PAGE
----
Archive for ‘From the Ground Up’

August 15, 2014

From the Ground Up: Final Project Video

by Melissa Harding

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As part of the Museums Connect program, made possible by the U.S. Department of State’s Bureau of Educational and Cultural Affairs and administered by the American Alliance of Museums, Phipps partnered with the Gidan Makama Museums in Kano, Nigeria to provide an immersive experience for 15 local high school students in each city. Participating students learned about nutrition, cooking and cultural food traditions by following local food from farm to table and communicated with students at their partner institutions. This project lasted September to June 2014, resulting in the creation of a community cookbook that was designed and created by participating students. Students also met each month for a Saturday workshop involving activities designed to get them thinking critically about their food system and food culture. Calling themselves the Global Chefs, this group of students learned more about what food means in their lives.

Our final video summarizing the From the Ground Up program is finally here! This short movie shows the love of learning and the spirit of collaboration that infused this project. We are so proud of the work that our students have done throughout the entire program and grateful for the opportunity to have such a wonderful cultural exchange.

To read about the entire project, check out our From the Ground Up posts.

The above video was a collaboration project of Phipps staff, interns and volunteers.

June 6, 2014

From the Ground Up: Visit From the Nigerians and a Community Feast!

by Melissa Harding

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As part of the Museums Connect program, made possible by the U.S. Department of State’s Bureau of Educational and Cultural Affairs and administered by the American Alliance of Museums, Phipps is partnering with the Gidan Makama Museums in Kano, Nigeria to provide an immersive experience for 15 local high school students in each city. Participating students will learn about nutrition, cooking and cultural food traditions by following local food from farm to table and will be communicating with students at their partner institutions. This project will last from September to June, resulting in the creation of a community cookbook that will be designed and created by participating students. Students will also meet each month for a Saturday workshop involving activities designed to get them thinking critically about their food system and food culture. Calling themselves the Global Chefs, this group of students is excited to learn more about what food means in their lives.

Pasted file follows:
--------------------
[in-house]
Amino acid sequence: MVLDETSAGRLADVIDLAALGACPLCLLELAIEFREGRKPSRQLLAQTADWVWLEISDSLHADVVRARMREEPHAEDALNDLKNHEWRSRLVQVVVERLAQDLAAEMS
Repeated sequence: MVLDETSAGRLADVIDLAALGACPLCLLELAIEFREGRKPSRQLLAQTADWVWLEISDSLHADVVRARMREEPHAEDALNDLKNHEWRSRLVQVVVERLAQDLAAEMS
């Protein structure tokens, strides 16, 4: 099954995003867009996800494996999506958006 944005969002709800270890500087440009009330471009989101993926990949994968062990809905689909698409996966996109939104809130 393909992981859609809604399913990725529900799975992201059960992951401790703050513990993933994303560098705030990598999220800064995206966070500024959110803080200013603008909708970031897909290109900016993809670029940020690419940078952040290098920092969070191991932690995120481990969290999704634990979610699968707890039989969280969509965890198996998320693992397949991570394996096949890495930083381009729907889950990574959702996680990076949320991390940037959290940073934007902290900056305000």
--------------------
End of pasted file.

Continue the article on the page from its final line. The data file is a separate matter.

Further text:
May was a busy month for our Global Chefs! The Nigerian students from Gidan Makama Museum came to visit for the last week of the month, culminating in a community feast for everyone who has been involved with the program over the course of the year.

The Nigerians arrived late Sunday night after spending almost a full 24 hours traveling. We are so grateful that they were willing to make such a long  journey! We met that at the airport and took them to their hotel in Oakland near Phipps. The next day, the Nigerian students and the Global chefs met and walked to lunch at the Chinese buffet restaurant near the hotel. The Nigerians loved the variety of food and everyone had a great time meeting each other for the first time.

On Tuesday, the Nigerians had a full tour of Phipps. They not only were able to spend time among the flowers in our beautiful glass houses, but they were also able to learn about our sustainable building initiatives and walk through the Center for Sustainable Landscapes. Since our landscape is so different from Nigeria’s, the students also went to Frick Park, a local city park to take a walk and experience a deciduous forest. Unfortunately, it rained a little too hard and the students got caught in a thunderstorm! However, they were still able to have an immersive experience in our forested areas.

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On Wednesday, the Nigerians took tours of Giant Eagle and of Whole Foods, two local grocery stores. Both stores provided kind staff who took the students around their stores. At Whole Foods, the Nigerians were provided with lunch and a nutrition tour of the store. In the evening, both the Nigerians and the Global Chefs enjoyed an outdoor picnic at the Phipps Garden Center near Mellon Park. They ate a fun meal on the lawn and then played outdoor games with Phipps staff anf volunteers.

On Thursday, the Nigerian students took a tour of the Carnegie Museum of Natural History. They saw dinosaur bones for the first time and marveled at the sheer size of them. They also loved visiting the Polar World exhibit, the Hall of Gems and the Hall of Architecture. They ate lunch at a nearby restaurant specializing in Afghan food, which they really liked. After their time in the museum, the Nigerian students said that they really wanted to do some “American shopping”; in particular, they wanted to visit a Target store. The students had a great time looking at clothes and other items before dinner. That evening, they got together again with the Global Chefs for a guided boat ride on the Gateway Clipper down the Allegheny River. For many students, this was their first time on a boat. Students learned about the history of Pittsburgh and its bridges from the tour guide while snapping pictures and enjoying the ride.

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On Friday, the Nigerians went to the Children’s Museum, which is the home of the other Pittsburgh Museum Connects grant winners. Kimberly Bracken, the coordinator of that program, has been working on a cultural exchange from with students from a museum in Ecuador. Kim met our students and showed them around the gardens at the museum. The Nigerians also had fun screen printing and making art in the museum’s exhibits.